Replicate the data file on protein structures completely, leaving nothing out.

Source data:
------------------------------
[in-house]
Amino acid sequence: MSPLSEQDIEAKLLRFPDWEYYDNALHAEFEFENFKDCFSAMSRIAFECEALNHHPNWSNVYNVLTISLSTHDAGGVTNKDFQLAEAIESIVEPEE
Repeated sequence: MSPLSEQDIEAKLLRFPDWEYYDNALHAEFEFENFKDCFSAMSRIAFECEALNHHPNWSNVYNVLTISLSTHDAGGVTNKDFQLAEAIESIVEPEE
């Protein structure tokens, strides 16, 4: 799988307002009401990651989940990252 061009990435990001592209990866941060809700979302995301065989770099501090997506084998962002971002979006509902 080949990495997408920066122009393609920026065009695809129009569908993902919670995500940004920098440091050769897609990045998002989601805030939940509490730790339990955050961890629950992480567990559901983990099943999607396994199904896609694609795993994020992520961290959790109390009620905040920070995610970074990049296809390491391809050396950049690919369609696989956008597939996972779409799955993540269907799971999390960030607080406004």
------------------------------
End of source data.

[in-house]
Amino acid sequence: MSPLSEQDIEAKLLRFPDWEYYDNALHAEFEFENFKDCFSAMSRIAFECEALNHHPNWSNVYNVLTISLSTHDAGGVTNKDFQLAEAIESIVEPEE
Repeated sequence: MSPLSEQDIEAKLLRFPDWEYYDNALHAEFEFENFKDCFSAMSRIAFECEALNHHPNWSNVYNVLTISLSTHDAGGVTNKDFQLAEAIESIVEPEE
């Protein structure tokens, strides 16, 4: 799988307002009401990651989940990252 061009990435990001592209990866941060809700979302995301065989770099501090997506084998962002971002979006509902 080949990495997408920066122009393609920026065009695809129009569908993902919670995500940004920098440091050769897609990045998002989601805030939940509490730790339990955050961890629950992480567990559901983990099943999607396994199904896609694609795993994020992520961290959790109390009620905040920070995610970074990049296809390491391809050396950049690919369609696989956008597939996972779409799955993540269907799971999390960030607080406004």